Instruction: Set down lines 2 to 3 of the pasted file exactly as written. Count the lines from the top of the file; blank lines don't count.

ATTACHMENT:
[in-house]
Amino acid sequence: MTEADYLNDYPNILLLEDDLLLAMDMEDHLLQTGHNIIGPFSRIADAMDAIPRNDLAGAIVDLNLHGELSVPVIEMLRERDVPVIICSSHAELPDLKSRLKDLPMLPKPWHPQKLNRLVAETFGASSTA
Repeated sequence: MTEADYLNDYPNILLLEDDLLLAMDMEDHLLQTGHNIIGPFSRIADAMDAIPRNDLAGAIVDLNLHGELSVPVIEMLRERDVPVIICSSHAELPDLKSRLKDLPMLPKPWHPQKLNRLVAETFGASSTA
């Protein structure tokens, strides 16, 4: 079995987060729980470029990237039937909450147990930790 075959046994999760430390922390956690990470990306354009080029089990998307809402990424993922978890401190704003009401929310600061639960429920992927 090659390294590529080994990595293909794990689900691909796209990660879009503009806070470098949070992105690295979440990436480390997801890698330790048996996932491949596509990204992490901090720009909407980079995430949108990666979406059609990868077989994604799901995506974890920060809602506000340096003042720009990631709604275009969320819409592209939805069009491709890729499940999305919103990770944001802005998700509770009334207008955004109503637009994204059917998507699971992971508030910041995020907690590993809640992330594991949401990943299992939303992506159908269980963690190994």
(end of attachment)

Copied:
Amino acid sequence: MTEADYLNDYPNILLLEDDLLLAMDMEDHLLQTGHNIIGPFSRIADAMDAIPRNDLAGAIVDLNLHGELSVPVIEMLRERDVPVIICSSHAELPDLKSRLKDLPMLPKPWHPQKLNRLVAETFGASSTA
Repeated sequence: MTEADYLNDYPNILLLEDDLLLAMDMEDHLLQTGHNIIGPFSRIADAMDAIPRNDLAGAIVDLNLHGELSVPVIEMLRERDVPVIICSSHAELPDLKSRLKDLPMLPKPWHPQKLNRLVAETFGASSTA